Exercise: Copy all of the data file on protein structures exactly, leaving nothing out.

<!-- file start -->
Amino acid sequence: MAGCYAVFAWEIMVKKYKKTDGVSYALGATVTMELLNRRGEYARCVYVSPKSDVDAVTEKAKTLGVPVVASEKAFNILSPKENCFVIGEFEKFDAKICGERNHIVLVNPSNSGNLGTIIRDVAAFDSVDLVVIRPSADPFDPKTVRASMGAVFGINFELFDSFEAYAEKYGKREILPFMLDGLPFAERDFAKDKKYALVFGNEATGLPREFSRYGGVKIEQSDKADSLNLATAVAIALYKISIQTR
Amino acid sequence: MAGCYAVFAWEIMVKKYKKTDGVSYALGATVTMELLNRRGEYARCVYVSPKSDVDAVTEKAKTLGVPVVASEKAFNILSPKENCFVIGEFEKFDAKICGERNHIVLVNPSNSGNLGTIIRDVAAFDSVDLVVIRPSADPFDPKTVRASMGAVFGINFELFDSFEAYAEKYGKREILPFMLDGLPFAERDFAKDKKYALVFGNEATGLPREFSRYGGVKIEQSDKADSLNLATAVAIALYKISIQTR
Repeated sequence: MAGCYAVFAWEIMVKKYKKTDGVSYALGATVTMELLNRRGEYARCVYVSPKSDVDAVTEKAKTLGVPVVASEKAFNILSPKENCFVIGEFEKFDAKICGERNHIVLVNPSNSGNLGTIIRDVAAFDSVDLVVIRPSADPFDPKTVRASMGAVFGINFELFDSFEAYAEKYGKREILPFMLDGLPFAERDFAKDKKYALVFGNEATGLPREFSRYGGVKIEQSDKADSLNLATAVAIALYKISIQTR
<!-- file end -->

Amino acid sequence: MAGCYAVFAWEIMVKKYKKTDGVSYALGATVTMELLNRRGEYARCVYVSPKSDVDAVTEKAKTLGVPVVASEKAFNILSPKENCFVIGEFEKFDAKICGERNHIVLVNPSNSGNLGTIIRDVAAFDSVDLVVIRPSADPFDPKTVRASMGAVFGINFELFDSFEAYAEKYGKREILPFMLDGLPFAERDFAKDKKYALVFGNEATGLPREFSRYGGVKIEQSDKADSLNLATAVAIALYKISIQTR
Amino acid sequence: MAGCYAVFAWEIMVKKYKKTDGVSYALGATVTMELLNRRGEYARCVYVSPKSDVDAVTEKAKTLGVPVVASEKAFNILSPKENCFVIGEFEKFDAKICGERNHIVLVNPSNSGNLGTIIRDVAAFDSVDLVVIRPSADPFDPKTVRASMGAVFGINFELFDSFEAYAEKYGKREILPFMLDGLPFAERDFAKDKKYALVFGNEATGLPREFSRYGGVKIEQSDKADSLNLATAVAIALYKISIQTR
Repeated sequence: MAGCYAVFAWEIMVKKYKKTDGVSYALGATVTMELLNRRGEYARCVYVSPKSDVDAVTEKAKTLGVPVVASEKAFNILSPKENCFVIGEFEKFDAKICGERNHIVLVNPSNSGNLGTIIRDVAAFDSVDLVVIRPSADPFDPKTVRASMGAVFGINFELFDSFEAYAEKYGKREILPFMLDGLPFAERDFAKDKKYALVFGNEATGLPREFSRYGGVKIEQSDKADSLNLATAVAIALYKISIQTR